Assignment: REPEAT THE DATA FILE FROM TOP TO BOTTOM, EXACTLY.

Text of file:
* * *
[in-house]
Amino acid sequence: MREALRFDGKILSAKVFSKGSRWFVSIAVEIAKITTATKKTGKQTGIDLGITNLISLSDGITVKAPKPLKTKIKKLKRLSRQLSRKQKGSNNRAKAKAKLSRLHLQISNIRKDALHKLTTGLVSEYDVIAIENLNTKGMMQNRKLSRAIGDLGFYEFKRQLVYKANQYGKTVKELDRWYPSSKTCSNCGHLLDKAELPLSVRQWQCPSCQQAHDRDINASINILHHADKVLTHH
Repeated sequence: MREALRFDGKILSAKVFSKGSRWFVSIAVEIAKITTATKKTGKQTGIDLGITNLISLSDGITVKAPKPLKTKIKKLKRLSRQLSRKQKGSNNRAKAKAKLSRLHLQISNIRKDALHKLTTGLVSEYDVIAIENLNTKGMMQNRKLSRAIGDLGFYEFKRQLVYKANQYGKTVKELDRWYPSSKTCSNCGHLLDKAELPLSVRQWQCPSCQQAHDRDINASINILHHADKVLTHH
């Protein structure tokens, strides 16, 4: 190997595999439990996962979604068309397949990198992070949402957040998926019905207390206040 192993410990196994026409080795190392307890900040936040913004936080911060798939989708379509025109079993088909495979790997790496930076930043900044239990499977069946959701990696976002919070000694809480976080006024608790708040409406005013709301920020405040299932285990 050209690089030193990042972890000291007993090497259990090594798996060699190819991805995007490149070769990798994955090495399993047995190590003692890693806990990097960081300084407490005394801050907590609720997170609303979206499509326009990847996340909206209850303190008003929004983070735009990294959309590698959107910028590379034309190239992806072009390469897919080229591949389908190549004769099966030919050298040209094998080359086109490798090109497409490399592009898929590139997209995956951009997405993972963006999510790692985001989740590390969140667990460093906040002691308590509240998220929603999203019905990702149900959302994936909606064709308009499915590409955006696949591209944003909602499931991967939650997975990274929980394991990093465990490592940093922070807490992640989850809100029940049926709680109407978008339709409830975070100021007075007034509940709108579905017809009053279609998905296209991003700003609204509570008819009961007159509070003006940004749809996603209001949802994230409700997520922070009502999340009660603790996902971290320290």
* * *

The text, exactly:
[in-house]
Amino acid sequence: MREALRFDGKILSAKVFSKGSRWFVSIAVEIAKITTATKKTGKQTGIDLGITNLISLSDGITVKAPKPLKTKIKKLKRLSRQLSRKQKGSNNRAKAKAKLSRLHLQISNIRKDALHKLTTGLVSEYDVIAIENLNTKGMMQNRKLSRAIGDLGFYEFKRQLVYKANQYGKTVKELDRWYPSSKTCSNCGHLLDKAELPLSVRQWQCPSCQQAHDRDINASINILHHADKVLTHH
Repeated sequence: MREALRFDGKILSAKVFSKGSRWFVSIAVEIAKITTATKKTGKQTGIDLGITNLISLSDGITVKAPKPLKTKIKKLKRLSRQLSRKQKGSNNRAKAKAKLSRLHLQISNIRKDALHKLTTGLVSEYDVIAIENLNTKGMMQNRKLSRAIGDLGFYEFKRQLVYKANQYGKTVKELDRWYPSSKTCSNCGHLLDKAELPLSVRQWQCPSCQQAHDRDINASINILHHADKVLTHH
């Protein structure tokens, strides 16, 4: 190997595999439990996962979604068309397949990198992070949402957040998926019905207390206040 192993410990196994026409080795190392307890900040936040913004936080911060798939989708379509025109079993088909495979790997790496930076930043900044239990499977069946959701990696976002919070000694809480976080006024608790708040409406005013709301920020405040299932285990 050209690089030193990042972890000291007993090497259990090594798996060699190819991805995007490149070769990798994955090495399993047995190590003692890693806990990097960081300084407490005394801050907590609720997170609303979206499509326009990847996340909206209850303190008003929004983070735009990294959309590698959107910028590379034309190239992806072009390469897919080229591949389908190549004769099966030919050298040209094998080359086109490798090109497409490399592009898929590139997209995956951009997405993972963006999510790692985001989740590390969140667990460093906040002691308590509240998220929603999203019905990702149900959302994936909606064709308009499915590409955006696949591209944003909602499931991967939650997975990274929980394991990093465990490592940093922070807490992640989850809100029940049926709680109407978008339709409830975070100021007075007034509940709108579905017809009053279609998905296209991003700003609204509570008819009961007159509070003006940004749809996603209001949802994230409700997520922070009502999340009660603790996902971290320290």